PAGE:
Salix interior x eriocephala

interior = inner

erio = wooly, cephala = head

referring to the female flowers when the fruit is ripe

Hybrid Native Willow

Salix interior forms natural hybrids with Salix eriocephala. Controlled pollinations using Salix interior from Southern Ontario (A. Mosseler 1990, New Brunswick, Canada) successfully produced F1 hybrids with Salix eriocephala; this is one of the progeny. We received cuttings of this hybrid from Salix Master Extraordinaire, George Argus of Ontario. It is a male selection and grows lustily and there are no signs of it spreading as does S. interior. It has elegant leaves and makes a tall slender plant. Like S. eriocephala it has stipules at the base of the leaves, whereas Salix interior does not.

USES: ornamental shrub, basketry. With parents like these it should be great for erosion control and phytoremediation (cleaning up poisoned soil). Willows have a great ability to take poisons out of the soil and neutralize them ie: phytoremediation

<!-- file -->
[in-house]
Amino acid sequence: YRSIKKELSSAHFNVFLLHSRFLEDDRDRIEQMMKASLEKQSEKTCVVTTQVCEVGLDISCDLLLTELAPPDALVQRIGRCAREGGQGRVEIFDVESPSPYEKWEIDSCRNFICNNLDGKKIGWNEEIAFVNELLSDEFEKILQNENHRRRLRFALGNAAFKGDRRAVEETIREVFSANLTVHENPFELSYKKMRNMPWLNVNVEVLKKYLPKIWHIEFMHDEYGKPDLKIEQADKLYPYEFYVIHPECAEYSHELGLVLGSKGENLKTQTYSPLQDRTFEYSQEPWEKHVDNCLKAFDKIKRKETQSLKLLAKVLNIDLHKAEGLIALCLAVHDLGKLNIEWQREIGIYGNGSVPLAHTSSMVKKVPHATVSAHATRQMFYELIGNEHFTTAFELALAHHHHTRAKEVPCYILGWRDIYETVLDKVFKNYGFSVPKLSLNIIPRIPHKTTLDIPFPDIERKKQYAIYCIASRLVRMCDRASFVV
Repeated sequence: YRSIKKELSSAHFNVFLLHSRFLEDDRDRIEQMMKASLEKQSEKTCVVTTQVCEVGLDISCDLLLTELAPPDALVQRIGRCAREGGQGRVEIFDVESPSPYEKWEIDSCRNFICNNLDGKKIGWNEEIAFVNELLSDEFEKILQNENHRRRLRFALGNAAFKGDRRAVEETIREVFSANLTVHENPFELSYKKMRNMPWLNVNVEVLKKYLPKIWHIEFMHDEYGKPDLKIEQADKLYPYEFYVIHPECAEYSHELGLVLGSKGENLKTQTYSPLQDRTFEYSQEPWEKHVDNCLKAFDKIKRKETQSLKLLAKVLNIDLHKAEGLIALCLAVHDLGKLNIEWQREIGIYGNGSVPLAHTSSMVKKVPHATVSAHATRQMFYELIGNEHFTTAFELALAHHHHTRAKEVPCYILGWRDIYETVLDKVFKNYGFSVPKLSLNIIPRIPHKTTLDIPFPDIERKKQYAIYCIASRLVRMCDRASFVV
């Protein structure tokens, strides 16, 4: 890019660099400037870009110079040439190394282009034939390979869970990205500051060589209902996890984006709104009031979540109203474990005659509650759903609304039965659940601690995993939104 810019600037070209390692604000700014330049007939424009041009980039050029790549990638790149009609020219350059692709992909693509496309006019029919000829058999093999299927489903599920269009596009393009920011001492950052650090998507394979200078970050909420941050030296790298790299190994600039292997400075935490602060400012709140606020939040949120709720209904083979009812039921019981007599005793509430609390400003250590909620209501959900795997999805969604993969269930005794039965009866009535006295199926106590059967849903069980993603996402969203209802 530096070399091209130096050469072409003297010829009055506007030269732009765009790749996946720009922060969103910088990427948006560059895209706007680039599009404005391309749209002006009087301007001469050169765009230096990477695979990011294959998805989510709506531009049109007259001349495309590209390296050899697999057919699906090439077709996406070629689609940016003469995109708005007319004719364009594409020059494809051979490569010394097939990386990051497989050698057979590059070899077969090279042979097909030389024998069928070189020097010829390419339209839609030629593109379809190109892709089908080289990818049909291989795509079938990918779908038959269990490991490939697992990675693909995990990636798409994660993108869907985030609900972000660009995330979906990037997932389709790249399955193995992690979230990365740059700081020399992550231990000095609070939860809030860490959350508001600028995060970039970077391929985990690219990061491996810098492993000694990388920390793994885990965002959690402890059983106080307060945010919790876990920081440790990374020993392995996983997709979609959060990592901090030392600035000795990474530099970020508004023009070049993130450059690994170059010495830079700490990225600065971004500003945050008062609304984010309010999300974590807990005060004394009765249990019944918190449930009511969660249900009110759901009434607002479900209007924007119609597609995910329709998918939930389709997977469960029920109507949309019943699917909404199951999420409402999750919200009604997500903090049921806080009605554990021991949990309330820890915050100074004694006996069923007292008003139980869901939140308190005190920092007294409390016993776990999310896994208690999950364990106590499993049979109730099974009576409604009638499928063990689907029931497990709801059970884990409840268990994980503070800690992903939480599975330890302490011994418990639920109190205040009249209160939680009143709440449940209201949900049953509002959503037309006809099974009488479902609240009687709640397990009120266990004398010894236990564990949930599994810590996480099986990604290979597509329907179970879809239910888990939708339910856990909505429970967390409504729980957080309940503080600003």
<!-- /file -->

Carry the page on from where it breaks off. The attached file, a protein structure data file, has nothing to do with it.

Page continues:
captions to come



This is the plant in George Argus's garden from which I took my cuttings. It was growing in some shade, with lots of competition from native plants. Late-July.

Above are shoots from plants in the rich soil of of nursery in full sun showing larger leaves and more vigour. Underside of the leaves at right. Mid-September.

Above are shoots from the plant in George's garden in shade showing narrower leaves

and less vigour. Underside of the leaves at right.



Our plants flowered for the first time in 2016 and turned out to be male. Late May.

Stems turn green-brown as they age.

Bright yellow fall color! Mid-September.

Stems turn in early fall are surprisingly hairy.

Bright yellow fall color! Late October, with fall color blazing away in the hill behind.

In Autumn the new growth is covered with silver hairs on the stems...

and on the leaves!

Here are next years flower buds with the curled back bud scales. Pixie-eared stipules on either side of the base of the leaf petioles. Late-October.

Undersides of the leaves are green with no hairs.


of Michael Dodge